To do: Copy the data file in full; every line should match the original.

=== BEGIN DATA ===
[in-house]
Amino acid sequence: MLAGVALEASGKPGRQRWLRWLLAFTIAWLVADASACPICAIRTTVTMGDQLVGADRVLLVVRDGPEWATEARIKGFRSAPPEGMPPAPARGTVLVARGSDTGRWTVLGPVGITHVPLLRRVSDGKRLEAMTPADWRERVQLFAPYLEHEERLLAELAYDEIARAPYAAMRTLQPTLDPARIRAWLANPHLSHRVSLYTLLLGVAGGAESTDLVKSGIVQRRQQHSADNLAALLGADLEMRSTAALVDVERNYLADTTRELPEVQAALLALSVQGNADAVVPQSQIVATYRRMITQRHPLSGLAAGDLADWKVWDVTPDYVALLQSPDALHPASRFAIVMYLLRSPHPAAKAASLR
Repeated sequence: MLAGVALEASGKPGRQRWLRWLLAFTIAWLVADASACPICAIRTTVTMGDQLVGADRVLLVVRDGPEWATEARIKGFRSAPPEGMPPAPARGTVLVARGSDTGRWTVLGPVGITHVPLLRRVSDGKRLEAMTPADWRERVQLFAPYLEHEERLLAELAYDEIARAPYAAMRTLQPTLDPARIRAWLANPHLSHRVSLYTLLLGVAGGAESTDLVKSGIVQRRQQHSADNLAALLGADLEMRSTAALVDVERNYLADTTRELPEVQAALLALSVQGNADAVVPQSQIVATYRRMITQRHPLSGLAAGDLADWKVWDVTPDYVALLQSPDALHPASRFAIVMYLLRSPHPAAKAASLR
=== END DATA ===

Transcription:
[in-house]
Amino acid sequence: MLAGVALEASGKPGRQRWLRWLLAFTIAWLVADASACPICAIRTTVTMGDQLVGADRVLLVVRDGPEWATEARIKGFRSAPPEGMPPAPARGTVLVARGSDTGRWTVLGPVGITHVPLLRRVSDGKRLEAMTPADWRERVQLFAPYLEHEERLLAELAYDEIARAPYAAMRTLQPTLDPARIRAWLANPHLSHRVSLYTLLLGVAGGAESTDLVKSGIVQRRQQHSADNLAALLGADLEMRSTAALVDVERNYLADTTRELPEVQAALLALSVQGNADAVVPQSQIVATYRRMITQRHPLSGLAAGDLADWKVWDVTPDYVALLQSPDALHPASRFAIVMYLLRSPHPAAKAASLR
Repeated sequence: MLAGVALEASGKPGRQRWLRWLLAFTIAWLVADASACPICAIRTTVTMGDQLVGADRVLLVVRDGPEWATEARIKGFRSAPPEGMPPAPARGTVLVARGSDTGRWTVLGPVGITHVPLLRRVSDGKRLEAMTPADWRERVQLFAPYLEHEERLLAELAYDEIARAPYAAMRTLQPTLDPARIRAWLANPHLSHRVSLYTLLLGVAGGAESTDLVKSGIVQRRQQHSADNLAALLGADLEMRSTAALVDVERNYLADTTRELPEVQAALLALSVQGNADAVVPQSQIVATYRRMITQRHPLSGLAAGDLADWKVWDVTPDYVALLQSPDALHPASRFAIVMYLLRSPHPAAKAASLR